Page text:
I recently wrote about a few unpleasant experiences at one closing or another. One of the sales tools mentioned there is the sgt. "Closing Plan". It sounds simple, is effective, but is often not used. Maybe I can encourage you to try it at least a few times.
I'll start with an experience here as well. We had a sales colleague who was very successful in his previous company. Accordingly, we had great confidence in his numerous contacts at potential customers, but above all in his skills to design and close a deal. In fact, we had a deal in the high 6-digit range in front of the shotgun, which, however, could not be won at first.
What happened there? The colleague spoke with many departments in order to determine the customer's overall requirements. However, he failed to realize that purchasing, the legal department, etc. also had to be involved. In addition, a multi-stage approval process usually has to be followed even for higher sums. In his old company, there was a team that almost automatically ensured that everything ran synchronously. Unfortunately, that was not the case with us - smaller company, often still in a startup mode. In the end, we didn't lose the deal, but there was a significant delay, which in turn impacted all other dimensions of the company's strategy.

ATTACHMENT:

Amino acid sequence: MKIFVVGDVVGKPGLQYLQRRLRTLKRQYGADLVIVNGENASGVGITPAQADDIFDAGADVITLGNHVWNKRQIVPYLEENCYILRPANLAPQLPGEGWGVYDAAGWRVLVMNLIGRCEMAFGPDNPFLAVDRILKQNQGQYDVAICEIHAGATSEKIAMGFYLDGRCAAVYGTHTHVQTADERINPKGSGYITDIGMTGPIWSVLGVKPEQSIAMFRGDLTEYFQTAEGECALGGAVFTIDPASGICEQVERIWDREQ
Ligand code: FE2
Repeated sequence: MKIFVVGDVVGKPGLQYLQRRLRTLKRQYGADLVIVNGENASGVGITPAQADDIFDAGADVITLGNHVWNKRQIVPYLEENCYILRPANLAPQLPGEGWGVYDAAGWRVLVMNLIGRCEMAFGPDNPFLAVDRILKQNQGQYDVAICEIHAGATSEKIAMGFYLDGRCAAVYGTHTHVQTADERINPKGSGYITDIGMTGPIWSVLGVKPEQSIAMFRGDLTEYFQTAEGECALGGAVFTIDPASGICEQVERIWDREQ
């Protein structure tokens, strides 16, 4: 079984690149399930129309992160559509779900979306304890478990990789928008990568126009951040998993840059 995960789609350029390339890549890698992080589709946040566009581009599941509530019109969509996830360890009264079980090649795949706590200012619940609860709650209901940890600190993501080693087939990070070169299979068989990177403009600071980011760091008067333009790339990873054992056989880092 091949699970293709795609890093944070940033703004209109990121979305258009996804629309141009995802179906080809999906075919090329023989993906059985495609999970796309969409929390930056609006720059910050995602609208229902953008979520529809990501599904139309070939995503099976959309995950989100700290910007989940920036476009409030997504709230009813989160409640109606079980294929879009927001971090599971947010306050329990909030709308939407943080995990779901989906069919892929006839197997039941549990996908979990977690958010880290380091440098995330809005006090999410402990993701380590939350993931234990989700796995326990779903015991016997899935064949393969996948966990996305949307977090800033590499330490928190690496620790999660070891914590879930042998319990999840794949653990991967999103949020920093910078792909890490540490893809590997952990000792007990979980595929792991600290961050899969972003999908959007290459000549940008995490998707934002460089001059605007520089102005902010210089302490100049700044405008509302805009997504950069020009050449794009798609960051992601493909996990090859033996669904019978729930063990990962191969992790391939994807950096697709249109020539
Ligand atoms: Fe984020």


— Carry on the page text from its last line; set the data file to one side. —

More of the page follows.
We have therefore introduced the concept of the Closing Plan, especially for larger deals. A Closing Plan means that you plan with your contact person on the customer side what all has to happen until the launch of the product and, if necessary, afterwards. After all, there has to be exactly this common goal: we want to get started in January in order to achieve goal xyz (if this does not exist, there is usually nothing else to do apart from drinking coffee together on a regular basis).
Such backward planning can help both sides to do the necessary things at the right time. This can be, for example, the contract review, onboarding as a supplier beforehand, naming technical contacts, agreeing the purchase price with purchasing, etc. I have also not yet experienced a customer resisting to create a joint closing plan. Depending on the customer, things can work differently, and an open, joint agreement helps everyone to also achieve the goal or to determine if there is a sticking point somewhere. Another positive result is that CRM-based reporting becomes much more reliable when there is not just wishful thinking and hope behind the individual CRM stages, but a solid plan.